We consider our intellectual property rights, particularly and most notably our trademarks, but also our patents, trade secrets, trade dress, copyrights, and licensing agreements, to be a significant and valuable aspect of our business. We attempt to protect our intellectual property rights through a combination of patent, trademark, copyright, trade secret, and trade dress laws, as well as licensing agreements, third-party nondisclosure and assignment agreements, and policing of third-party misuses of our intellectual property. Our failure to develop or adequately protect our trademarks, products, new features of our products, or our technology, or any change in law or other changes that serve to lessen or remove the current legal protections of our intellectual property, may diminish our competitiveness and could materially harm our business and financial condition. We also license certain intellectual property, most notably trademarks, from third parties. To the extent that we are not able to contract with these third parties on favorable terms or maintain our relationships with these third parties, our rights to use certain intellectual property could be impacted.
We may be unaware of intellectual property rights of others that may cover some of our technology, brands, or products. Any litigation regarding patents or other intellectual property could be costly and time-consuming and could divert the attention of our management and key personnel from our business operations. Third-party claims of intellectual property infringement might also require us to enter into costly license agreements. We also may be subject to significant damages or injunctions against development and sale of certain products.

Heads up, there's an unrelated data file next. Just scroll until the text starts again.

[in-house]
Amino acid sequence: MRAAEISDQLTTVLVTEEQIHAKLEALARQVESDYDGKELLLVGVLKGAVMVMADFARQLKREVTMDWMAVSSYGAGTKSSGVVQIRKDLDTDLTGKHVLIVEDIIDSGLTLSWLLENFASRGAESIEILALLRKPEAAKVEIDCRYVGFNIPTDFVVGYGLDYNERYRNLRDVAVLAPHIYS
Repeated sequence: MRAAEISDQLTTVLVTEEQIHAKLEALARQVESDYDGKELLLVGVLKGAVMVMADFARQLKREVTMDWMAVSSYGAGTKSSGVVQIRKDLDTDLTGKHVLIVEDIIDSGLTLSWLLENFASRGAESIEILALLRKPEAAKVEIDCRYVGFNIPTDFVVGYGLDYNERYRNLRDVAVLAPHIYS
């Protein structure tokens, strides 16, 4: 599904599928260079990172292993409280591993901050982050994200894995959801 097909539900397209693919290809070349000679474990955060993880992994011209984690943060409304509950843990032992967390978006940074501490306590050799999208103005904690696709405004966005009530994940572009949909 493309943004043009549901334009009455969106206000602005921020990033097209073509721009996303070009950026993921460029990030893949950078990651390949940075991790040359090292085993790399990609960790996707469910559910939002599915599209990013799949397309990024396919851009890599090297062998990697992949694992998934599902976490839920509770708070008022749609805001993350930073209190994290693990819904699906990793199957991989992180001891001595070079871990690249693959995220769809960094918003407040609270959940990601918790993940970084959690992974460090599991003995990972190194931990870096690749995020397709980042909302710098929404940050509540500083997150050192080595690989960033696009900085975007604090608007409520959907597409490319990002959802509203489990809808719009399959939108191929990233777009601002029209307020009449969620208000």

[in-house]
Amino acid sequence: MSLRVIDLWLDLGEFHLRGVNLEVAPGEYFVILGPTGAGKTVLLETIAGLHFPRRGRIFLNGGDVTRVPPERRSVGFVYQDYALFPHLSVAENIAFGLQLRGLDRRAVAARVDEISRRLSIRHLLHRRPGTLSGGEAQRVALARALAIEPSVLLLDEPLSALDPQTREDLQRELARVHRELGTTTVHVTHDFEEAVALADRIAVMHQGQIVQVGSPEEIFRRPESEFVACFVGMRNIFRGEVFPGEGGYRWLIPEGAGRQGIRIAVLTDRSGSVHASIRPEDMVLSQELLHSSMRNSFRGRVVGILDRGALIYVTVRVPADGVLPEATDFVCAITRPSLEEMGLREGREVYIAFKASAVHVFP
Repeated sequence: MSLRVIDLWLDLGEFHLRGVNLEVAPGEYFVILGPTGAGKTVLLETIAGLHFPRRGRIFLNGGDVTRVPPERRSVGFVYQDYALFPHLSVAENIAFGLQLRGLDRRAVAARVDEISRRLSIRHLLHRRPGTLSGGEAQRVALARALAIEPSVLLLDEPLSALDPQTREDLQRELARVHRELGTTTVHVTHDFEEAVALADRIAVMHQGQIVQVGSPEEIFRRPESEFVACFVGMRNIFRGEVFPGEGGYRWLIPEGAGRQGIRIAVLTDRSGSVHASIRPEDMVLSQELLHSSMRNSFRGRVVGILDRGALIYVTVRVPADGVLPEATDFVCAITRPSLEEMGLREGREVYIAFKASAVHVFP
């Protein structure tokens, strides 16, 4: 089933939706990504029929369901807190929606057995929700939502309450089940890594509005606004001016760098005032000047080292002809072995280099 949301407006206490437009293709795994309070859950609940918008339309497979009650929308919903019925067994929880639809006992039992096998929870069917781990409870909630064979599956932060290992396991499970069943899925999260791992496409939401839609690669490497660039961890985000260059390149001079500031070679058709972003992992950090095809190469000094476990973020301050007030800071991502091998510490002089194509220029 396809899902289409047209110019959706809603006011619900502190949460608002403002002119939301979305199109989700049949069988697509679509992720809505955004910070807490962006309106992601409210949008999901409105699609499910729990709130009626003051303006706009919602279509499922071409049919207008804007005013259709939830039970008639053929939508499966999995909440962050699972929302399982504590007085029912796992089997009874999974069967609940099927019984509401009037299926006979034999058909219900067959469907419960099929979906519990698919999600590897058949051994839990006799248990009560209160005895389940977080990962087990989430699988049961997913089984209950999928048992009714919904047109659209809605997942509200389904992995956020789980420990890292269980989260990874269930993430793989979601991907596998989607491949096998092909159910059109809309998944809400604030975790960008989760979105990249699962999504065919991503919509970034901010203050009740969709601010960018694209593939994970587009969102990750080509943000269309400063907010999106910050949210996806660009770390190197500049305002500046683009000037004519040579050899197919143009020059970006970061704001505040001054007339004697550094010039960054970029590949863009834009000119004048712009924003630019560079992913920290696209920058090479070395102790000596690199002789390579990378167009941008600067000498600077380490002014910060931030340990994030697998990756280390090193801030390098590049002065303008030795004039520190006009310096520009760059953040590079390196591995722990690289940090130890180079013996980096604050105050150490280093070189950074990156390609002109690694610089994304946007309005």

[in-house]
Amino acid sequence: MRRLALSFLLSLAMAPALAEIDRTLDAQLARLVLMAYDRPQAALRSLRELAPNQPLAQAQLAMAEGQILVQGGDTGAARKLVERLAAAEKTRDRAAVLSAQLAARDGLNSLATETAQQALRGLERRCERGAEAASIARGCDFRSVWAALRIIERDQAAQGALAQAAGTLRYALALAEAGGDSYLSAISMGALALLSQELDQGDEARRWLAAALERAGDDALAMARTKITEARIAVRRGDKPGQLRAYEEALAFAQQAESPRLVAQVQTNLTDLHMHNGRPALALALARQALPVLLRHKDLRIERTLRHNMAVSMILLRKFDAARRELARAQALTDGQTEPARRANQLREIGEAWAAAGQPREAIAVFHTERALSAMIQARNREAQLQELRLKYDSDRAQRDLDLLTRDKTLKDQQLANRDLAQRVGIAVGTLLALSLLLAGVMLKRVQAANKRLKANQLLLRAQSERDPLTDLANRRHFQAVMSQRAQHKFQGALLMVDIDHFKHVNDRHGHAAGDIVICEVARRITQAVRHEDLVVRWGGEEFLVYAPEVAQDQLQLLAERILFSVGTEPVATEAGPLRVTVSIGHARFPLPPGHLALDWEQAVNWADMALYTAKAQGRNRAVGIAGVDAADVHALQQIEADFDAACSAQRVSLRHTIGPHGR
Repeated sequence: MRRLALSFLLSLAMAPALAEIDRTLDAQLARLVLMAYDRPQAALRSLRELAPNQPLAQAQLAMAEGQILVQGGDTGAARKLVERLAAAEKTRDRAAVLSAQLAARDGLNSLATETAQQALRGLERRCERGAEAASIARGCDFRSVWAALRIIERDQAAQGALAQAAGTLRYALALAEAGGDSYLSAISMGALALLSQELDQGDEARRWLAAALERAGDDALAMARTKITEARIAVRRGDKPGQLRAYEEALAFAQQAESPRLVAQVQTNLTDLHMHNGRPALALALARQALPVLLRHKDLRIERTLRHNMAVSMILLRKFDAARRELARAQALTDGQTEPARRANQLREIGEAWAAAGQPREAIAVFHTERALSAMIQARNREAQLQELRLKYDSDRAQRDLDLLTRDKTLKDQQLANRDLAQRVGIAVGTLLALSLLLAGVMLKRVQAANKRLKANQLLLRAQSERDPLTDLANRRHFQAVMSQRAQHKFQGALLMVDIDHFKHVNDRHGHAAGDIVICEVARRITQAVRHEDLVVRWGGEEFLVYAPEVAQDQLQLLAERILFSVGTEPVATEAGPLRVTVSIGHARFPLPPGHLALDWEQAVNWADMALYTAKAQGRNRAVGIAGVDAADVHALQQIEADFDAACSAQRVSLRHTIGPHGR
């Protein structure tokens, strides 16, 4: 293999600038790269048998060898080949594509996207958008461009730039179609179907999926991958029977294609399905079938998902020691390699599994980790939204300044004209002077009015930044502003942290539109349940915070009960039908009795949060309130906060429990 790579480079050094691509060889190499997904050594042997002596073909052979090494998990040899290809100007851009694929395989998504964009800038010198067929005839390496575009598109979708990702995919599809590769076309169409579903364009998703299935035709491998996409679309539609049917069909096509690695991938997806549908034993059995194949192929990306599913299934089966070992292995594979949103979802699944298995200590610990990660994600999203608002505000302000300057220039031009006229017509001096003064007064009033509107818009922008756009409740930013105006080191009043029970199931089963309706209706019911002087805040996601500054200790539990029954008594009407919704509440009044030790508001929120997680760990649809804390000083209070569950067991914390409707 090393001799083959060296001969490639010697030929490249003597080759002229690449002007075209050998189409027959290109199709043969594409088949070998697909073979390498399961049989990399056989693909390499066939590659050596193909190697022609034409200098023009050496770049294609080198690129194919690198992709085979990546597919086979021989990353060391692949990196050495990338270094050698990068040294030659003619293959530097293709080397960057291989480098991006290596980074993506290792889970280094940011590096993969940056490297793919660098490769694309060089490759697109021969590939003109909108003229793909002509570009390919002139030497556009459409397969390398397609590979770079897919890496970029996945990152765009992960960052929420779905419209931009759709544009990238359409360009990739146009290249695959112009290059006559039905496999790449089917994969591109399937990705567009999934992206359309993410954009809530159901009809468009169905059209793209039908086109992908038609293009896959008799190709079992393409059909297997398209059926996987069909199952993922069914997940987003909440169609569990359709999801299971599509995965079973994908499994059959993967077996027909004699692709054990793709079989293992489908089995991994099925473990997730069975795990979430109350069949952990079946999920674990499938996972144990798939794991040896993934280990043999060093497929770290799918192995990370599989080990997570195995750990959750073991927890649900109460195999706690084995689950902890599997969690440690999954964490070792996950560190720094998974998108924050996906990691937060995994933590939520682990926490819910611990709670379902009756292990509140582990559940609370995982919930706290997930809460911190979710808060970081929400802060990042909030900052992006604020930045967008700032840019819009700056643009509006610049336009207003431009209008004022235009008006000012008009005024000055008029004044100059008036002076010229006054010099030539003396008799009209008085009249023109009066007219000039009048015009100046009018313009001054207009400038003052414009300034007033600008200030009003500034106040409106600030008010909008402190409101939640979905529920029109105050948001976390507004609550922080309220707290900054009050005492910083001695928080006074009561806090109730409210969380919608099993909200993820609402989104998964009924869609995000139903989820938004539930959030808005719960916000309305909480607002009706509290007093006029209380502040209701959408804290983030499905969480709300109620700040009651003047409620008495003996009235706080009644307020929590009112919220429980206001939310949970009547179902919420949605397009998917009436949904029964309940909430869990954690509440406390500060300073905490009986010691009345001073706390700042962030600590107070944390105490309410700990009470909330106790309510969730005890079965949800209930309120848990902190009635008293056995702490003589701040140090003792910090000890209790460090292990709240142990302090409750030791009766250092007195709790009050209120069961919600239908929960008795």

The Sponsors have substantial control over us and may have conflicts of interest with us in the future.
As of December 25, 2021, the Sponsors own approximately 42% of our common stock. Two of 11 members of our Board are partners and/or board members of 3G Capital and two members of our Board are officers and/or directors of Berkshire Hathaway and/or its affiliates. Three of 11 members of our Board are partners and/or board members of 3G Capital and two members of our Board are officers and/or directors of Berkshire Hathaway and/or its affiliates. In addition, Paulo Basilio, our Global Chief Financial Officer, is a partner of 3G Capital. As a result, the Sponsors have the potential to exercise influence over management and have substantial control over Board decisions, including those affecting our capital structure, such as the issuance of additional capital stock, the incurrence of additional indebtedness, the implementation of stock repurchase programs, and the declaration and amount of dividends. The Sponsors also have substantial control over any action requiring the approval of the holders of our common stock, including adopting any amendments to our charter, electing directors, and approving mergers or sales of substantially all of our capital stock or our assets. In addition, to the extent that the Sponsors were to collectively hold a majority of our common stock, they together would have the power to take stockholder action by written consent to adopt amendments to our charter or take other actions, such as corporate transactions, that require the vote of holders of a majority of our outstanding common stock. Furthermore, the Sponsors are in the business of making investments in companies and may from time to time acquire and hold interests in businesses that compete directly or indirectly with us. The Sponsors may also pursue acquisition opportunities that may be complementary to our business, and, as a result, those acquisition opportunities may not be available to us. So long as the Sponsors continue to own a significant amount of our equity, they will continue to be able to strongly influence or effectively control our decisions.